Answer: The fact that God chooses one and rejects another arises not from regard for the man (i.e., his riches, power, pedigree, etc.) but solely from His own mercy.

Objection #4: The doctrine of election destroys all zeal for an upright life.
Answer: The goal of election is holiness, and so it ought to arouse and goad a person to set his mind on holiness rather than use it for an excuse for doing evil, or nothing at all.

Objection #5: The doctrine of election makes all admonitions meaningless.
Answer: Scripture teaches both man’s responsibility and God’s sovereignty, and rightly preaching the gospel must include both.

The more things change, the more they stay the same, eh?

Links to Reformation 21 blogs through the Institutes:

Aug. 10: 3:22.4 – 3.22.7

Aug. 11: 3.22.8 – 3.22.11

Aug. 12: 3.23.1 – 3.23.5

Aug. 13: 3.23.6 – 3.23.10

Aug. 14: 3.23.11 – 3.23.14
(Skipped – no blog entry)

Leave a comment

Filed under Calvin's Institutes

Week 31 of 50 in the Institutes: Ministers Wiser Than God?

In blog 116 on the Reformation 21 Blogging Through the Institutes (sections 3.7.8 – 3.8.3), Sinclair Ferguson noted (week 24 of our trek):

“The Institutes almost demand multiple readings. Not only because the work is so rich in doctrinal perspective, but also because it is, in fact, full of striking ‘one-liners.’”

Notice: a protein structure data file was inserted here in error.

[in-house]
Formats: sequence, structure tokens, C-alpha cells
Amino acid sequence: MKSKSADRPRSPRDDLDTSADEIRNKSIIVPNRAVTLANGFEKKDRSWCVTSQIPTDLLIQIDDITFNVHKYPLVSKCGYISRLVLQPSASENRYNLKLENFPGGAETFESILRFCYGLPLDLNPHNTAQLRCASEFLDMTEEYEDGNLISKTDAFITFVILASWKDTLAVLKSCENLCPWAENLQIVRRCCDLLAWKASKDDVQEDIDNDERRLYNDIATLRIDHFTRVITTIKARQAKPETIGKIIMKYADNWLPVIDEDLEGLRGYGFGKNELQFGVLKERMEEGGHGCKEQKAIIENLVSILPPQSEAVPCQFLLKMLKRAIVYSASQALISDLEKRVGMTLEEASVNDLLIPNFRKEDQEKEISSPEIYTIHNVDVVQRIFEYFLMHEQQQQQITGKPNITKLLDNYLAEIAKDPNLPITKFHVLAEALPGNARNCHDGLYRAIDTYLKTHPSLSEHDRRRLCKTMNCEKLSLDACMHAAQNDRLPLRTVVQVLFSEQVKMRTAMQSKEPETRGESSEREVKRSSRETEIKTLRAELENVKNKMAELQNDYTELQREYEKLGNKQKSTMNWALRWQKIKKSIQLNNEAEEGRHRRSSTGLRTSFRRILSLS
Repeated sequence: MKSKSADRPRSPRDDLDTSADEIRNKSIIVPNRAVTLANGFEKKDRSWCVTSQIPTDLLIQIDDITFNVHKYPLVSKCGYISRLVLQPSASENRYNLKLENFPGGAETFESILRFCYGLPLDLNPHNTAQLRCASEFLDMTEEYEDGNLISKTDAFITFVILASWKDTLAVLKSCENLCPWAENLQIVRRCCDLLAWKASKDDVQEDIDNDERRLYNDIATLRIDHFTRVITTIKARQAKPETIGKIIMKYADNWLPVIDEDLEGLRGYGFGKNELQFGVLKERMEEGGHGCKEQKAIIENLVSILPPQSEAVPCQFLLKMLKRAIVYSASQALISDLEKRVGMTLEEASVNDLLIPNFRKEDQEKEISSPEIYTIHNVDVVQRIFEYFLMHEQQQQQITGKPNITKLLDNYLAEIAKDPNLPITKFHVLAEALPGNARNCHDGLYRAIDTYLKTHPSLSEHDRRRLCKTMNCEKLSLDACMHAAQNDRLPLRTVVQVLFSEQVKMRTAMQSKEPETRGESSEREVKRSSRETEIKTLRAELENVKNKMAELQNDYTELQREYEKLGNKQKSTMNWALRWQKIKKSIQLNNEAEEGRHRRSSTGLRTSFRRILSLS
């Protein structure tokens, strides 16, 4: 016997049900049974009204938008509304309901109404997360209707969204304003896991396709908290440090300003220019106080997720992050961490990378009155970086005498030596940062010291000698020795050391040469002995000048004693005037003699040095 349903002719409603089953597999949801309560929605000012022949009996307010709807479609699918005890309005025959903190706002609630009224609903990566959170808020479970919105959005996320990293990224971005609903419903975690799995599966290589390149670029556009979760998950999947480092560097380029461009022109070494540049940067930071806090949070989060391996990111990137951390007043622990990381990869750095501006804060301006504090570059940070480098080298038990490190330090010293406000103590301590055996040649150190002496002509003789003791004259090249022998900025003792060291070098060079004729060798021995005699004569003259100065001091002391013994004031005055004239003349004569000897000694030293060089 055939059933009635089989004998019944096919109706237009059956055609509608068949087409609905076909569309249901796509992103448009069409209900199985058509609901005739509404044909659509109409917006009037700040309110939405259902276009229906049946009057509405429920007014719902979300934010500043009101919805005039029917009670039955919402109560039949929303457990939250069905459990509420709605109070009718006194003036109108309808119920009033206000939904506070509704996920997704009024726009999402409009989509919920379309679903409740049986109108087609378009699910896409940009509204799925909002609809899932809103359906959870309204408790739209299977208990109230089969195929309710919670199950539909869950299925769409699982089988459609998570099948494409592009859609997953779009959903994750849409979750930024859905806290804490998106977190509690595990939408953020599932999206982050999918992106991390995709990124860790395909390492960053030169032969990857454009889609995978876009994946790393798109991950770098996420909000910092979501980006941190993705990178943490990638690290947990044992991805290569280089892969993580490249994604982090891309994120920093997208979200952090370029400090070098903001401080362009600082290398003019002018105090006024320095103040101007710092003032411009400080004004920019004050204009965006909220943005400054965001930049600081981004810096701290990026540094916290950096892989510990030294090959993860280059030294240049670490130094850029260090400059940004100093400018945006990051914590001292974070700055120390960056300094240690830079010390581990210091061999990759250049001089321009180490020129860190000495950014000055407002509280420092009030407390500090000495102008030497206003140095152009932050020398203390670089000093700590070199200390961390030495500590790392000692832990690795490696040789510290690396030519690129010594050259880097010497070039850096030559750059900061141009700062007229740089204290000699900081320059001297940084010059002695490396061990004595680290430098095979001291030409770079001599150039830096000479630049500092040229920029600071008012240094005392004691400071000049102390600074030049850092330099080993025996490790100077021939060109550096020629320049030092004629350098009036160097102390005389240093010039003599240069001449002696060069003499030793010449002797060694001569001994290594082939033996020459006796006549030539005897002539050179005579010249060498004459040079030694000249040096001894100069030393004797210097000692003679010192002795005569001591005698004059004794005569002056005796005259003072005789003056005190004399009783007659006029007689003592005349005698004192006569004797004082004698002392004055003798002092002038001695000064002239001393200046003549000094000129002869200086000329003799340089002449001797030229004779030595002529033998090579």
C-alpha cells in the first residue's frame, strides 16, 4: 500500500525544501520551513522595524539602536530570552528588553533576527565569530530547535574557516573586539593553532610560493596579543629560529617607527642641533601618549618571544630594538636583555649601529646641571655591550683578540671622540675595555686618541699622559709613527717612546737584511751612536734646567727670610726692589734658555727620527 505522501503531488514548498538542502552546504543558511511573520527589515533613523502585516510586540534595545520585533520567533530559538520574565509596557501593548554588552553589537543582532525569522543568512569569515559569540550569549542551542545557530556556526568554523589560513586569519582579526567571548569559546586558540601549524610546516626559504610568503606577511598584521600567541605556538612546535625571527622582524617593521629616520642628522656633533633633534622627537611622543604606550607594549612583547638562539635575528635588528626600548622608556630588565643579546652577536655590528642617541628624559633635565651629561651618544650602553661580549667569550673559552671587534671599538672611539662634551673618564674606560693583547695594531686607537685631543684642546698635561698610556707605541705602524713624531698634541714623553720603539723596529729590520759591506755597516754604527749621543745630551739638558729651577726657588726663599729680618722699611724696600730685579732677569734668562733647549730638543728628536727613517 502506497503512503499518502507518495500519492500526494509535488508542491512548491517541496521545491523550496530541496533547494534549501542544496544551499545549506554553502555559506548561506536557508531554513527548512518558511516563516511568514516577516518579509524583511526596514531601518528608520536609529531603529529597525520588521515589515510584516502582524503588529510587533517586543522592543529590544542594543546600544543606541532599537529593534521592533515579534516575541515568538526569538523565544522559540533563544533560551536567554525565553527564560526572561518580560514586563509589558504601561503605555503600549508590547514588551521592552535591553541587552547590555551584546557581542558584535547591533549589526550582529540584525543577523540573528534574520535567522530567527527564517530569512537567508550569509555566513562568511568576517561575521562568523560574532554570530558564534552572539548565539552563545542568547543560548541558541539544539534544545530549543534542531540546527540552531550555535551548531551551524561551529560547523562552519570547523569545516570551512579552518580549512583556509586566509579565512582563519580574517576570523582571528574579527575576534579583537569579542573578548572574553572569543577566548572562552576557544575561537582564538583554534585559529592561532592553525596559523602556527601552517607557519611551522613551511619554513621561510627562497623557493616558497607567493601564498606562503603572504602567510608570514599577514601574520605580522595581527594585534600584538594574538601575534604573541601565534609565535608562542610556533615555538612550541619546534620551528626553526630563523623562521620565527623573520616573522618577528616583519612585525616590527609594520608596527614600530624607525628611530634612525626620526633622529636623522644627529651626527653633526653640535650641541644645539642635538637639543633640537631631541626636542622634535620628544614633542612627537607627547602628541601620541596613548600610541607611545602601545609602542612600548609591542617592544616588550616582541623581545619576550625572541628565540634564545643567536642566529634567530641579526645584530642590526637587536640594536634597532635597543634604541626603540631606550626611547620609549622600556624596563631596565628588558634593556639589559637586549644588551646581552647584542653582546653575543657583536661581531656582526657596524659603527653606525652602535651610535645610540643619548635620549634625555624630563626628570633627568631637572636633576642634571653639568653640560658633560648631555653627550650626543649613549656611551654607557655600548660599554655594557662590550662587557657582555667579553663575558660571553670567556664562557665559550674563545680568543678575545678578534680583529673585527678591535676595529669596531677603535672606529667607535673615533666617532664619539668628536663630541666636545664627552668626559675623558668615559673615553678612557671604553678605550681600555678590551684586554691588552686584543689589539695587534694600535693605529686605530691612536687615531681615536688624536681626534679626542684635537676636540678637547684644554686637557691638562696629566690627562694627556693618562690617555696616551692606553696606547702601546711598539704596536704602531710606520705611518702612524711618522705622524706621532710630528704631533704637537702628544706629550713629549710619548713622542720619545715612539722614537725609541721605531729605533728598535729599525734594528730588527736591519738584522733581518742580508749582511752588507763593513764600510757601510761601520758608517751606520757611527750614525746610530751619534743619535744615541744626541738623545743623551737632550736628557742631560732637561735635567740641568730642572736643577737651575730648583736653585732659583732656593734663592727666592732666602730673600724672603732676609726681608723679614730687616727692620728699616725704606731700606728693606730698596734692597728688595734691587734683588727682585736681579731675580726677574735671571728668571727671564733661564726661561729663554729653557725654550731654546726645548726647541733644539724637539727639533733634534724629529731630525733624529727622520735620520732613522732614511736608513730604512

This week is no exception.  When dealing with the alleged peril in teaching the doctrine of predestination, Calvin observed (3.21.4):

Those, however, who are so cautious and timid, that they would bury all mention of predestination in order that it may not trouble weak minds, with what color, pray, will they cloak their arrogance, when they indirectly charge God with a want of due consideration, in not having foreseen a danger for which they imagine that they prudently provide? Whoever, therefore, throws obloquy on the doctrine of predestination, openly brings a charge against God, as having inconsiderately allowed something to escape from him which is injurious to the Church.

Apparently Calvin encountered ministers in his day who were also wiser than God, in that they considered it best not to teach predestination and election lest such doctrines confuse people.  In so doing, they are wiser than God, because He forgot to omit them from Scripture!  Sadly, many today do indeed skip over these doctrines, as you may know from personal experience as well.